An astute reader pointed out that there's a strange storm system sitting off the eastern coast of Florida that strongly resembles a hurricane on radar imagery. Even though it looks just like a hurricane, it's not even close to being one. Why is that? Let's take a look.
The storm looks really impressive on imagery from the Melbourne radar site. The following loop runs from around 1:30 PM to 2:30 PM Eastern, showing a very tight circulation at the surface complete with heavy rain bands spiraling away from the center:
Here's the base velocity image from the same time, showing winds within the system. Red shows wind moving northeast, while green shows wind moving southwest. The area where the red and green are tightly wound together is the center of the low.
On both radar and satellite imagery, this feature certainly looks like a tropical system, but that's about where the similarities end.
Right now, the storm is a strengthening extratropical cyclone—the type of low pressure systems that we see on a regular basis in the United States. The biggest difference between an extratropical cyclone and a tropical cyclone is that the former involves different air masses—they produce cold and warm fronts—while the latter stays warm and muggy the whole storm through.
A quick look at model forecast dew points confirms that there are different air masses rotating around this low pressure system, making this an extratropical cyclone. Cold dew points indicate dry air, while warm dew points indicate moist air. One of the runs of the HRRR weather model this afternoon shows dry air wrapping around the northwestern side of the system, while a warmer, moister air mass exists to its southeast.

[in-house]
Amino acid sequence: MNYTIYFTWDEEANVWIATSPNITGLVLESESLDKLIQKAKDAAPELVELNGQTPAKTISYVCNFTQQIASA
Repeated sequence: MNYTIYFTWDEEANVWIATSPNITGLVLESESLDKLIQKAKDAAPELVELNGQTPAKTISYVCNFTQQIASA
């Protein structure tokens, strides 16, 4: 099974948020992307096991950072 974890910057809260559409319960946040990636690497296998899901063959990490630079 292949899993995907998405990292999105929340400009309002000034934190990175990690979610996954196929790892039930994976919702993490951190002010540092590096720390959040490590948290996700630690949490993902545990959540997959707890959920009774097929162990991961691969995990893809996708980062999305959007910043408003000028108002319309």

Tropical cyclones have a tropical air mass through and through—the entire storm is warm and humid from side to side, top to bottom. The Weather Prediction Center's latest surface analysis shows that there's a stationary front sitting through the center of the low, indicating one air mass to its west and one to its east.
If the storm were able to shed its fronts, there's a strong argument to be made that this is on the brink of becoming Subtropical Storm Isaias—radar estimates show winds between 45 and 50 MPH around the center 5,000 feet above the ocean— but as long as those fronts are there, it is not a tropical (or subtropical) cyclone of any sort. It's just a cool feature bringing rain to the Sunshine State.
While it's unlikely that we'll see any tropical systems form again until next year, coastal residents shouldn't let their guards down yet: hurricane season doesn't officially end until November 30.